I have to ask that if Osama was living not in a cave, but in luxury next to the Pakistani West Point, what about our West Point? Someone long ago said the first requisite to winning a war is to correctly identify your enemy. My understanding is that in our West Point the enemy cannot be identified. That would be considered 'Politically Incorrect'. Both Bush, and more recently Obama, have instructed that references to Islam be scrubbed in classes taught to our future military leaders. For that matter, the recently published report on the Fort Hood massacre contained no references whatsoever to Islam as a primary motivation to the incident. I must conclude that this action is being performed under the rubric of the historically recent Western concept of ‘Multiculturalism’ which spawns the thought that it is more detrimental to alienate “peaceful Muslims” by putting an actual face on the real enemy. John Kerry gave voice to this philosophy by saying that “we are creating enemies faster than we can kill them”. In truth we are being disarmed by this concept. How can one go to war and succeed without being able to identify the enemy? Rumsfeld discussed this in his book about the Bush administration’s phrase ‘War on Terror’. He said that this title was a misnomer and that, “(Terror) is a technique, it’s a method. The purpose of terrorism is to terrorize.” Rumsfeld’s words indicate that the administration was not ignorant of the real threat but instead chose policies that would lead to the threading of a political needle with politically correct nuance and word games. “Islam is a religion of Peace”, indeed! To be blunt, we are not at war with terrorism; we are at war with radical Islam whose purpose is the romantic reestablishment of the Caliphate. We did not choose them, but instead Radical Islam has chosen us through the writings of Qutb.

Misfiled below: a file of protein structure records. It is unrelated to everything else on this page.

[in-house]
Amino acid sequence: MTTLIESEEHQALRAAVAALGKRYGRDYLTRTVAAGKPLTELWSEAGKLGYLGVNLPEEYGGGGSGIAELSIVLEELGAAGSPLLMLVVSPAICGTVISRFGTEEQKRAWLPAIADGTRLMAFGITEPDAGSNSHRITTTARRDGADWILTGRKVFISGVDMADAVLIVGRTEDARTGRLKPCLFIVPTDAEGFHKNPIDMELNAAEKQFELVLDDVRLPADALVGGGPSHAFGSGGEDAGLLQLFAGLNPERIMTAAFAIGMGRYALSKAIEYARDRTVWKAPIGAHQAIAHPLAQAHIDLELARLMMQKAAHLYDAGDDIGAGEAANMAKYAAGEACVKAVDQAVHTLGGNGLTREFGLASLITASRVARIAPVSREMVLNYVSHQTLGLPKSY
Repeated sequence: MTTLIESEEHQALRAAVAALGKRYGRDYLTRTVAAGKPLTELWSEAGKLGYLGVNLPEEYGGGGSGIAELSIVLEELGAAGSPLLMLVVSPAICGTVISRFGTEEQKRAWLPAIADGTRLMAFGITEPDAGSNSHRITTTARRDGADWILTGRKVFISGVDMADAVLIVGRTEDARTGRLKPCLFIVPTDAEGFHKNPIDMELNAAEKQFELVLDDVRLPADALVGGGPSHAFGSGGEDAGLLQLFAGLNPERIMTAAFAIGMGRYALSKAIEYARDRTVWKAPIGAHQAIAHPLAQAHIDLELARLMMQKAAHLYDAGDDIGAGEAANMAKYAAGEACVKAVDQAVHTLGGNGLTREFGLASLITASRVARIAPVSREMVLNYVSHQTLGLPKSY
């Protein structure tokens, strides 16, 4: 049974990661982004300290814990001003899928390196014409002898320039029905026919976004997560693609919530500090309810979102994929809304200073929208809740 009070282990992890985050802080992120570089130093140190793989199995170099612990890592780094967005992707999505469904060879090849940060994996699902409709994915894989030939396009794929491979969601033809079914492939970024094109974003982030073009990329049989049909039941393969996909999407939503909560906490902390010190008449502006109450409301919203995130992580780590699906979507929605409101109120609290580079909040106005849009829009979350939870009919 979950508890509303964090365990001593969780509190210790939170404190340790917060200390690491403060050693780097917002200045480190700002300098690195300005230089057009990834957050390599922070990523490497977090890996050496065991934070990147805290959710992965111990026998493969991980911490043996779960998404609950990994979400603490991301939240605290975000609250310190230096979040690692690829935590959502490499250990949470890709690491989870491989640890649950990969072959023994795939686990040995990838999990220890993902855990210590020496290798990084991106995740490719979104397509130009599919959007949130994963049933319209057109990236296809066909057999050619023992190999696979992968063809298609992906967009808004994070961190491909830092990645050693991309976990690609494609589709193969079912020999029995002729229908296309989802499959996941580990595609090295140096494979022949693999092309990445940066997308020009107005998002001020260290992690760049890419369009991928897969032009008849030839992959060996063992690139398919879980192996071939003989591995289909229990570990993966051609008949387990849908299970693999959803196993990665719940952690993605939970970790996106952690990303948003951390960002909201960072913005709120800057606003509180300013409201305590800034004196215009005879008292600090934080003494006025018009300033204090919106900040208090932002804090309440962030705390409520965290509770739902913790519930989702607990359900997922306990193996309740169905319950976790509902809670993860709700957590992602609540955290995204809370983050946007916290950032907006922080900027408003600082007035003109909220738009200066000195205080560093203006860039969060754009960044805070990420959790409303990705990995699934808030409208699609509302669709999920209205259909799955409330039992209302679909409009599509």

I fear the loss of Societal Memory through multiculturalism, the erasure of words, and our inabilty to name an enemy. I cannot pretend to speak for the other members of Darwin Central, but only myself, when I say that I am a child of the Enlightenment. To be honest, we all need a paradigm to hang our philosophical hat on as a convenient organizational construct whether it be Teutonism or Islamicism. However, it is for a thinking individual to choose correctly and continually reevaluate his/her position, and to abandon the entire paradigm if the scientific evidence points in another direction. As Ayn Rand would say, "check your premises". This is also the basis of Kuhn's 'The Basis of Scientific Revolutions'. I have not seen anything to point me in another direction from my present beliefs and I remain imbued with the spirit of Western Civilization and its heritage. It was why I choose to join Darwin Central after Rades' invite in the first place. That, and my progressive and increasing disgust with the infiltration of other websites with anti-Enlightenment ideas, such as Creationism, that are held in common with Islamists. More specifically though, groups like The Muslim Brotherhood have set up front organizations in the US. We have a Fifth Column that is within the gates of the US, advising our government, and setting our policy. That Fifth Column subversively undermines the ideals of this Country as evidenced by the Orwellian scrubbing of identifying titles. To conclude: I live in the shadow of Jefferson's Monticello whose memorial says, "I have sworn upon the altar of God, eternal hostility against every form of tyranny over the mind of man." He meant it. I mean it. Osama is dead, but this is merely the end of the beginning.